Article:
In the chemical age of agriculture that began in the 1960s, potassium chloride (KCl), the common salt often referred to as potash, is widely used as a major fertilizer in the Corn Belt without regard to the huge soil reserves that were once recognized for their fundamental importance to soil fertility. Three University of Illinois soil scientists have serious concerns with the current approach to potassium management that has been in place for the past five decades because their research has revealed that soil K testing is of no value for predicting soil K availability and that KCl fertilization seldom pays.
U of I researchers Saeed Khan, Richard Mulvaney, and Timothy Ellsworth are the authors of “The potassium paradox: Implications for soil fertility, crop production and human health,” which was posted on October 10th by Renewable Agriculture and Food Systems.
A major finding came from a field study that involved four years of biweekly sampling for K testing with or without air-drying. Test values fluctuated drastically, did not differentiate soil K buildup from depletion, and increased even in the complete absence of K fertilization.
Explaining this increase, Khan pointed out that for a 200-bushel corn crop, “about 46 pounds of potassium is removed in the grain, whereas the residues return 180 pounds of potassium to the soil—three times more than the next corn crop needs and all readily available.”
Khan emphasized the overwhelming abundance of soil K, noting that soil test levels have increased over time where corn has been grown continuously since the Morrow Plots were established in 1876 at the University of Illinois. As he explained, “In 1955 the K test was 216 pounds per acre for the check plot where no potassium has ever been added. In 2005, it was 360.” Mulvaney noted that a similar trend has been seen throughout the world in numerous studies with soils under grain production.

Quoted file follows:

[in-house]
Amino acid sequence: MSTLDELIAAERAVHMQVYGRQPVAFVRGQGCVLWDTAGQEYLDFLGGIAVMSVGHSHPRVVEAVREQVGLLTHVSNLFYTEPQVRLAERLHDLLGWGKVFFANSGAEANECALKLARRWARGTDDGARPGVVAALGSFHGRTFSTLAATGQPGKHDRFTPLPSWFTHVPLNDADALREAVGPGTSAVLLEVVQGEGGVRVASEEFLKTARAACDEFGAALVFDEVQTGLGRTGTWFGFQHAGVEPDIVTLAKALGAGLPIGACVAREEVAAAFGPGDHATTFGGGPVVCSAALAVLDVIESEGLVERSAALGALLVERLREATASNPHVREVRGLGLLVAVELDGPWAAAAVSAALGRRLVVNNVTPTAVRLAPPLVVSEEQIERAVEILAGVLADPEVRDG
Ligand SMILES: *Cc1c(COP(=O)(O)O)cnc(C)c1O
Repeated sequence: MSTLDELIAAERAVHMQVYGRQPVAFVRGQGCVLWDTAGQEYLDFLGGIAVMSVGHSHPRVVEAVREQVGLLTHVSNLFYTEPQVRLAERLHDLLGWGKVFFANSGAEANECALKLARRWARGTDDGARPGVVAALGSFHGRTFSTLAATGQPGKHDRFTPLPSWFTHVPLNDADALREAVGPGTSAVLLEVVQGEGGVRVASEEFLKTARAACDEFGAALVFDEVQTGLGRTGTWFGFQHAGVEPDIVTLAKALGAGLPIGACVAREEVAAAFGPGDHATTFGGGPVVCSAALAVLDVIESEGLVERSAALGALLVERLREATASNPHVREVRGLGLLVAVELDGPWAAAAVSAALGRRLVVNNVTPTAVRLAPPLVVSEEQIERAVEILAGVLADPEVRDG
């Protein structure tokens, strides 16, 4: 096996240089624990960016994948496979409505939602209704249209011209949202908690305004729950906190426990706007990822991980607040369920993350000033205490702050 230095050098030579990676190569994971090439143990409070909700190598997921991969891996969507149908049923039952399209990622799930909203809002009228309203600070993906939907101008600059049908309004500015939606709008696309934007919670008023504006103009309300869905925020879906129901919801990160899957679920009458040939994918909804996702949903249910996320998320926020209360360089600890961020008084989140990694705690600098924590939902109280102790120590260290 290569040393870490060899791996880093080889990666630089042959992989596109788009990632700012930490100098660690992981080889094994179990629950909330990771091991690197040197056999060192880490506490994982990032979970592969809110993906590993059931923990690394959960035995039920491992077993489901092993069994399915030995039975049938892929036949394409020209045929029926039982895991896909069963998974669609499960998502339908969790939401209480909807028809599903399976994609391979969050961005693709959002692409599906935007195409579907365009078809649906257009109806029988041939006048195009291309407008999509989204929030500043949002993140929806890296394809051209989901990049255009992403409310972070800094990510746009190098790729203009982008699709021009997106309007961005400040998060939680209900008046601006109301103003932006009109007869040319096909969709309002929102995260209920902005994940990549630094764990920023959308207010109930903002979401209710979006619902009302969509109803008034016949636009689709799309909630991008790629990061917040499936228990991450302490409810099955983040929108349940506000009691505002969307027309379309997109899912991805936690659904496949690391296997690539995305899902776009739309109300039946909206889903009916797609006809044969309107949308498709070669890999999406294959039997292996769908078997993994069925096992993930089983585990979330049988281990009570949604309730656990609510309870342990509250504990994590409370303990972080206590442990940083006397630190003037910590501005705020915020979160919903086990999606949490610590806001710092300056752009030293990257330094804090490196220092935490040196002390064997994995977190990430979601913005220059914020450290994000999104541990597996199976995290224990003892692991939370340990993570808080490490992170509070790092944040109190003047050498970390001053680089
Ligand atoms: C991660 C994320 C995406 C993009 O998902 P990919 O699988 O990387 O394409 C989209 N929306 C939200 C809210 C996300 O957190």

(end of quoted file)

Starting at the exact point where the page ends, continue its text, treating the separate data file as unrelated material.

Recognizing the inherent K-supplying power of Corn Belt soils and the critical role of crop residues in recycling K, the researchers wondered why producers have been led to believe that intensive use of KCl is a prerequisite for maximizing grain yield and quality. To better understand the economic value of this fertilizer, they undertook an extensive survey of more than 2,100 yield response trials, 774 of which were under grain production in North America. The results confirmed their suspicions because KCl was 93 percent ineffective for increasing grain yield. Instead of yield gain, the researchers found more instances of significant yield reduction.
The irony, according to Mulvaney, is that before 1960 there was very little usage of KCl fertilizer. He explained, “A hundred years ago, U of I researcher Cyril Hopkins saw little need for Illinois farmers to fertilize their fields with potassium,” Mulvaney said. “Hopkins promoted the Illinois System of Permanent Fertility, which relied on legume rotations, rock phosphate, and limestone. There was no potash in that system. He realized that Midwest soils are well supplied with K. And it’s still true of the more productive soils around the globe. Potassium is one of the most abundant elements in the earth’s crust and is more readily available than nitrogen, phosphorus, or sulfur. Farmers have been taught to think that fertilizers are the source of soil fertility—that the soil is basically an inert rooting medium that supports the plant.”